King Soopers offers shoppers a new way to get their change among coin shortage

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DENVER (KDVR) — King Soopers and other Kroger grocery stores are adjusting the way they handle change for cash customers.

Citing a coin shortage, the company is offering customers two new options for their change.

The first option, the company told FOX31, is for customers to have their change loaded onto their rewards card for use on a future purchase.

Customers who do not wish to do this can have their change donated to the Zero Hunger | Zero Waste fund through the round up program.

Statement from King Soopers:

“The Federal Reserve is experiencing a significant coin shortage across the U.S. As a result, it is impacting our ability to provide change to our customers. With a focus on the shopping experience, we are temporarily implementing a new process for providing change to customers paying with cash through our staffed checkout lanes. Effective immediately customers will be able to load their change to their loyalty card for use towards a future purchase or round up to help support our Zero Hunger | Zero Waste Foundation.”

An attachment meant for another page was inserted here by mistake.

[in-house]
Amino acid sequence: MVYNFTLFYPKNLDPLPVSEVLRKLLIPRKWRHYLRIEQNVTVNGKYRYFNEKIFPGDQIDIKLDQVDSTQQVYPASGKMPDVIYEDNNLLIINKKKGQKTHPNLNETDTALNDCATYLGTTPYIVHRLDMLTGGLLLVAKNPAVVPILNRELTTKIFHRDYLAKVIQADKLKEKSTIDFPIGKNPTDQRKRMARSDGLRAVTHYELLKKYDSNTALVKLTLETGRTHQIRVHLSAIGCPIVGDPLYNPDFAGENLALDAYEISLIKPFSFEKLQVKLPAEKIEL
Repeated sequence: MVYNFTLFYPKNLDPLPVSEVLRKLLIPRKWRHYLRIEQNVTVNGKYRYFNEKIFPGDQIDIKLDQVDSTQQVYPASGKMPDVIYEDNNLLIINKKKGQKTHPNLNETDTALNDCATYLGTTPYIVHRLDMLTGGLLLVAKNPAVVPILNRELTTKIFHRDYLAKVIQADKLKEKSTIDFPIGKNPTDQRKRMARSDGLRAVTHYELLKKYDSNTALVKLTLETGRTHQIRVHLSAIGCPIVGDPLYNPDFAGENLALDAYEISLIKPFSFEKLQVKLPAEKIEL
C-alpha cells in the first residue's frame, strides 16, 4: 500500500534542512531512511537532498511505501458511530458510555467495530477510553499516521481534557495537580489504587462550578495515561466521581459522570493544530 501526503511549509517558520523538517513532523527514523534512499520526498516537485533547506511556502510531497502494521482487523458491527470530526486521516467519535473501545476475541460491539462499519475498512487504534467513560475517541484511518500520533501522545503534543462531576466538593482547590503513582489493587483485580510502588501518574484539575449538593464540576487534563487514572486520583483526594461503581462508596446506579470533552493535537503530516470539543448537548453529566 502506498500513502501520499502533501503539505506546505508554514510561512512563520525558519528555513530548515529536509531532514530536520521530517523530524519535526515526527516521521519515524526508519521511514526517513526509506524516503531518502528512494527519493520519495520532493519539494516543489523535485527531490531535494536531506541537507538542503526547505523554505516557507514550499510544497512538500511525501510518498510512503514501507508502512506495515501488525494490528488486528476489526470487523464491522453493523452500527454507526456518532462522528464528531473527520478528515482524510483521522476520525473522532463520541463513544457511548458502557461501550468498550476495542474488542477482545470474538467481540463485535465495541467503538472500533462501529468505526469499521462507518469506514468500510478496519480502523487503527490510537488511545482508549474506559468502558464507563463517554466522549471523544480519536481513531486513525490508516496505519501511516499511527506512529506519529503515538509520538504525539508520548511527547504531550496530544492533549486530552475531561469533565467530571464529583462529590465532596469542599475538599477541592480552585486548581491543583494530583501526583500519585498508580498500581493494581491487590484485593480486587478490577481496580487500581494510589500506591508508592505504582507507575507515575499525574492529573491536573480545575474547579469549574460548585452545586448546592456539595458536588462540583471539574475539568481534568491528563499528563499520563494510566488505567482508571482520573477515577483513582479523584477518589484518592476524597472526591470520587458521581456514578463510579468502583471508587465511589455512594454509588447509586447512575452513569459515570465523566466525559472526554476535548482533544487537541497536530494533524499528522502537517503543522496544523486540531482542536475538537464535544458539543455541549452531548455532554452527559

Statement from Safeway:

“Overall, coin shortage is not a significant issue for Safeway – only in some of the more outlining rural areas are we seeing a shortage.  Safeway customers can continue to pay with cash or credit.”

Statement from the United States Mint:

“The United States Mint (Mint) has been at full production capacity of circulating coins in mid-June.  In June, the Mint produced almost 1.6 billion coins, and we are on track to produce 1.65 billion coins per month for the remainder of 2020.  This equates to an annualized production level of 19.8 billion circulating coins.  For comparison, the Mint produced 12.4 billion circulating coins in 2019.  Production has increased while still prioritizing the health and well-being of Mint employees and maintaining a reduced risk of their exposure to COVID-19 in the workplace. The Mint acted quickly and decisively during the early phases of the COVID-19 public health crisis to implement measures to mitigate the risk of employee exposure to COVID-19.   Throughout the public health challenge, the Mint has continued to meet its essential mission of manufacturing coins to facilitate national commerce, and also continued to fill the critical missions of producing investment grade gold and silver bullion coins, as well as Congressionally-mandated numismatic products.

“During this pandemic, the demand for circulating coins has drastically increased, in part, because precautions taken throughout the Nation to slow the spread of the virus have reduced retail sales activity and significantly decreased deposits from third-party coin processors.  For example, in 2019, the Mint contributed 17% of circulating coins paid into the supply chain by the Federal Reserve. Third-party coin processors and retail activity account for the remainder of coins put into circulation.”

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